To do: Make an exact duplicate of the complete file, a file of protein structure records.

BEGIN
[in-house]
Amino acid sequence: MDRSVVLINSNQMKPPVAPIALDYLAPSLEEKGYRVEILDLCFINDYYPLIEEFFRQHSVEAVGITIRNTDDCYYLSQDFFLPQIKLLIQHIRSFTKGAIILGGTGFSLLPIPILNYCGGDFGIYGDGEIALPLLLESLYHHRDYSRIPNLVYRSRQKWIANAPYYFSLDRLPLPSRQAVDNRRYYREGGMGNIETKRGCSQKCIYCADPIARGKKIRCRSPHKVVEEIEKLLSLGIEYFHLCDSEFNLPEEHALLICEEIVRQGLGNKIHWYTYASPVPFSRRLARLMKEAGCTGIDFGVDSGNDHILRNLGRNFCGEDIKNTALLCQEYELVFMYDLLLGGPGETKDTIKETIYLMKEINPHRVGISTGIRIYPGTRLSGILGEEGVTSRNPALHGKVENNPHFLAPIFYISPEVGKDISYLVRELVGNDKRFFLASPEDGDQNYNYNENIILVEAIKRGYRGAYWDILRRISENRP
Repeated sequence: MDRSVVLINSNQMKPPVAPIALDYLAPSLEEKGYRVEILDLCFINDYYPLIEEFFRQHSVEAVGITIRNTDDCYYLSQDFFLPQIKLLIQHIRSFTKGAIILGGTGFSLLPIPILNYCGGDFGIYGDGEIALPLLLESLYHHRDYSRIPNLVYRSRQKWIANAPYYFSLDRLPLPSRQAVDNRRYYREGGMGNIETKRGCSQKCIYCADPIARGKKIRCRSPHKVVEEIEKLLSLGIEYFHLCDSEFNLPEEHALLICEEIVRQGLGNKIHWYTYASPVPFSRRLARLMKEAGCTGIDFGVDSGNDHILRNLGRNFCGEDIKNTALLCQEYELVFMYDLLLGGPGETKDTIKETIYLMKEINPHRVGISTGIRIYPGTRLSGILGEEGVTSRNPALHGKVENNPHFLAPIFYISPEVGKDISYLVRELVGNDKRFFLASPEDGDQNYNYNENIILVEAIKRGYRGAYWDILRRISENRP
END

[in-house]
Amino acid sequence: MDRSVVLINSNQMKPPVAPIALDYLAPSLEEKGYRVEILDLCFINDYYPLIEEFFRQHSVEAVGITIRNTDDCYYLSQDFFLPQIKLLIQHIRSFTKGAIILGGTGFSLLPIPILNYCGGDFGIYGDGEIALPLLLESLYHHRDYSRIPNLVYRSRQKWIANAPYYFSLDRLPLPSRQAVDNRRYYREGGMGNIETKRGCSQKCIYCADPIARGKKIRCRSPHKVVEEIEKLLSLGIEYFHLCDSEFNLPEEHALLICEEIVRQGLGNKIHWYTYASPVPFSRRLARLMKEAGCTGIDFGVDSGNDHILRNLGRNFCGEDIKNTALLCQEYELVFMYDLLLGGPGETKDTIKETIYLMKEINPHRVGISTGIRIYPGTRLSGILGEEGVTSRNPALHGKVENNPHFLAPIFYISPEVGKDISYLVRELVGNDKRFFLASPEDGDQNYNYNENIILVEAIKRGYRGAYWDILRRISENRP
Repeated sequence: MDRSVVLINSNQMKPPVAPIALDYLAPSLEEKGYRVEILDLCFINDYYPLIEEFFRQHSVEAVGITIRNTDDCYYLSQDFFLPQIKLLIQHIRSFTKGAIILGGTGFSLLPIPILNYCGGDFGIYGDGEIALPLLLESLYHHRDYSRIPNLVYRSRQKWIANAPYYFSLDRLPLPSRQAVDNRRYYREGGMGNIETKRGCSQKCIYCADPIARGKKIRCRSPHKVVEEIEKLLSLGIEYFHLCDSEFNLPEEHALLICEEIVRQGLGNKIHWYTYASPVPFSRRLARLMKEAGCTGIDFGVDSGNDHILRNLGRNFCGEDIKNTALLCQEYELVFMYDLLLGGPGETKDTIKETIYLMKEINPHRVGISTGIRIYPGTRLSGILGEEGVTSRNPALHGKVENNPHFLAPIFYISPEVGKDISYLVRELVGNDKRFFLASPEDGDQNYNYNENIILVEAIKRGYRGAYWDILRRISENRP